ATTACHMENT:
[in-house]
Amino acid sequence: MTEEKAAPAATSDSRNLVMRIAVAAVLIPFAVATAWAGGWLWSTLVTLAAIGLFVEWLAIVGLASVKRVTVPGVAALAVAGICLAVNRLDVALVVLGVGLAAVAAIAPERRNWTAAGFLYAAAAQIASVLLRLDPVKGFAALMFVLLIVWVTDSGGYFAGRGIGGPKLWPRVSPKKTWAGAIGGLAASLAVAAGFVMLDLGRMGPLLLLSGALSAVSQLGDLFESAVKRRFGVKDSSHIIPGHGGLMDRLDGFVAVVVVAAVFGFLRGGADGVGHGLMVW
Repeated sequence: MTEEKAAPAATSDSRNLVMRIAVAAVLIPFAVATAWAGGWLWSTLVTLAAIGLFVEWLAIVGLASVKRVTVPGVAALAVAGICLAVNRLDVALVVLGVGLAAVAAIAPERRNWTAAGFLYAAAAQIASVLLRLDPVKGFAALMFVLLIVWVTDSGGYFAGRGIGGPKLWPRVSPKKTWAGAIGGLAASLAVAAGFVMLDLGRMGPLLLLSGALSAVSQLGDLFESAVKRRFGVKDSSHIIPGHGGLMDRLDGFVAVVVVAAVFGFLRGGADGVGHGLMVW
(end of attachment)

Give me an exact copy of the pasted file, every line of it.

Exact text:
[in-house]
Amino acid sequence: MTEEKAAPAATSDSRNLVMRIAVAAVLIPFAVATAWAGGWLWSTLVTLAAIGLFVEWLAIVGLASVKRVTVPGVAALAVAGICLAVNRLDVALVVLGVGLAAVAAIAPERRNWTAAGFLYAAAAQIASVLLRLDPVKGFAALMFVLLIVWVTDSGGYFAGRGIGGPKLWPRVSPKKTWAGAIGGLAASLAVAAGFVMLDLGRMGPLLLLSGALSAVSQLGDLFESAVKRRFGVKDSSHIIPGHGGLMDRLDGFVAVVVVAAVFGFLRGGADGVGHGLMVW
Repeated sequence: MTEEKAAPAATSDSRNLVMRIAVAAVLIPFAVATAWAGGWLWSTLVTLAAIGLFVEWLAIVGLASVKRVTVPGVAALAVAGICLAVNRLDVALVVLGVGLAAVAAIAPERRNWTAAGFLYAAAAQIASVLLRLDPVKGFAALMFVLLIVWVTDSGGYFAGRGIGGPKLWPRVSPKKTWAGAIGGLAASLAVAAGFVMLDLGRMGPLLLLSGALSAVSQLGDLFESAVKRRFGVKDSSHIIPGHGGLMDRLDGFVAVVVVAAVFGFLRGGADGVGHGLMVW